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Re: <nettime> [iDC] A movement of unemployed teachers
Jaime Magiera on Wed, 16 Jun 2010 16:53:37 +0200 (CEST)


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Re: <nettime> [iDC] A movement of unemployed teachers


On Jun 4, 2010, at 11:56 AM, { brad brace } wrote:

 <...>
>> Again I'm not sorry for my genuine rage, but this is all compounded by
>> the collapse of the educational system where so many of us are being
>> presented with our expulsion from academia. We need a Movement of
>> Unemployed Teachers like the unemployed workers movement in Argentina
>> (if any hope of a movement is still possible, or which may be possible
>> again now that we all have os much time on our hands). Just in sheer
>> numbers, so many of us are being laid off, having tenure threatened,
>> watching adjunct jobs disappear, that we must have the combined energy
>> to DO SOMETHING in response... The coming insurrection sounds more and
>> more like sweet music that makes so much sense as we're all told that we
>> have no futures left...

Did I miss Micha's original post? Looks like the thread originates from the iDC list.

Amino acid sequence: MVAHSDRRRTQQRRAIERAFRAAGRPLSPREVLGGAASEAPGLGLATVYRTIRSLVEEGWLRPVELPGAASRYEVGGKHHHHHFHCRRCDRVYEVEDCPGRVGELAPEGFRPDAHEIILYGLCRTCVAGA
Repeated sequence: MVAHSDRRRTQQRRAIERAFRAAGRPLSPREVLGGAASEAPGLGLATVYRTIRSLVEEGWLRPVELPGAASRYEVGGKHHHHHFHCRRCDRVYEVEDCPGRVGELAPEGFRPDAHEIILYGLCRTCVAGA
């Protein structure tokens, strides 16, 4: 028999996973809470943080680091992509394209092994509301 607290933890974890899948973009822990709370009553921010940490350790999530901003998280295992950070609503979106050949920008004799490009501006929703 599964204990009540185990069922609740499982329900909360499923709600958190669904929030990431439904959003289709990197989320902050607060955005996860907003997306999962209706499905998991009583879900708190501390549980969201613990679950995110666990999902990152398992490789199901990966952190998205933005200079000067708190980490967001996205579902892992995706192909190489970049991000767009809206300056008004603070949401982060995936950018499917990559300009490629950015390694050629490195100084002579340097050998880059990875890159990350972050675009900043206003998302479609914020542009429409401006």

I understand people are frustrated with academia right now. However, it's a cyclical thing. I don't think the mental purse-strings are being tightened forever more. If the system was an absolute failure, it would not have provided an avenue for Ricardo or anyone else with radical notions in the first place.  

Giving up on academia is a bad idea -- particularly if we don't have systems to pick up the slack. Our future as a society, as a world, depends on literacy, the ability to reason and the ability to work with others. Academia provides that at various levels. Instead of dropping out of education, we should be dropping in. Building alternatives to social media and education are good -- but their usefulness is determined not necessarily by how many outside people utilize them, but how many "ordinary" citizens use them. If we abandon education and social media, we're left with alternatives that preach to the choir. We need the radical thought to be integrated into mainstream avenues. Otherwise, those who don't have a clue will never get one. The educational track, which middle to upper class citizens follow by default, will be devoid of any radical elements. No new people will get turned on to new ideas. 

Brad, you and I had a conversation about the benefits of honey vs. vinegar, dropping in vs. dropping out over 10 years ago on the Rumori list. I think that is still apropos.  

Jaime Magiera

Sensory Research, Inc.
http://www.sensoryresearch.net


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